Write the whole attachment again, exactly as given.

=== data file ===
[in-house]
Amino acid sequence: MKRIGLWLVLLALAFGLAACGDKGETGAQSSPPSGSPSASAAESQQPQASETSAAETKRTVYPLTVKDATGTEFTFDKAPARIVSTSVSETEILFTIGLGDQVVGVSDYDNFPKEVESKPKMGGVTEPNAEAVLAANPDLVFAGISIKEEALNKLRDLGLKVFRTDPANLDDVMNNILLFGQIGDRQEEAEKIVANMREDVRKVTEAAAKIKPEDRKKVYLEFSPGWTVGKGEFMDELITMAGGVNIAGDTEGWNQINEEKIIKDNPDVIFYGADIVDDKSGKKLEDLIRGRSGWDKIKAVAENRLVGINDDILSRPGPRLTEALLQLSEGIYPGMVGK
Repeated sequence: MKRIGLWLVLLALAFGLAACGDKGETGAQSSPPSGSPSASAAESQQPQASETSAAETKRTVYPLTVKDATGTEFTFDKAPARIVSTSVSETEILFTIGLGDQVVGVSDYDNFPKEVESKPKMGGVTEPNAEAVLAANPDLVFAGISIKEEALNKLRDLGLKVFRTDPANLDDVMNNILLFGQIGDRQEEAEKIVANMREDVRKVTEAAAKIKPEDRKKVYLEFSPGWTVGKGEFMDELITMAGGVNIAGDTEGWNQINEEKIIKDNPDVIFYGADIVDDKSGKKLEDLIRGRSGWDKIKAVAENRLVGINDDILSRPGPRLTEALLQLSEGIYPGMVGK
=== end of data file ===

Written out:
[in-house]
Amino acid sequence: MKRIGLWLVLLALAFGLAACGDKGETGAQSSPPSGSPSASAAESQQPQASETSAAETKRTVYPLTVKDATGTEFTFDKAPARIVSTSVSETEILFTIGLGDQVVGVSDYDNFPKEVESKPKMGGVTEPNAEAVLAANPDLVFAGISIKEEALNKLRDLGLKVFRTDPANLDDVMNNILLFGQIGDRQEEAEKIVANMREDVRKVTEAAAKIKPEDRKKVYLEFSPGWTVGKGEFMDELITMAGGVNIAGDTEGWNQINEEKIIKDNPDVIFYGADIVDDKSGKKLEDLIRGRSGWDKIKAVAENRLVGINDDILSRPGPRLTEALLQLSEGIYPGMVGK
Repeated sequence: MKRIGLWLVLLALAFGLAACGDKGETGAQSSPPSGSPSASAAESQQPQASETSAAETKRTVYPLTVKDATGTEFTFDKAPARIVSTSVSETEILFTIGLGDQVVGVSDYDNFPKEVESKPKMGGVTEPNAEAVLAANPDLVFAGISIKEEALNKLRDLGLKVFRTDPANLDDVMNNILLFGQIGDRQEEAEKIVANMREDVRKVTEAAAKIKPEDRKKVYLEFSPGWTVGKGEFMDELITMAGGVNIAGDTEGWNQINEEKIIKDNPDVIFYGADIVDDKSGKKLEDLIRGRSGWDKIKAVAENRLVGINDDILSRPGPRLTEALLQLSEGIYPGMVGK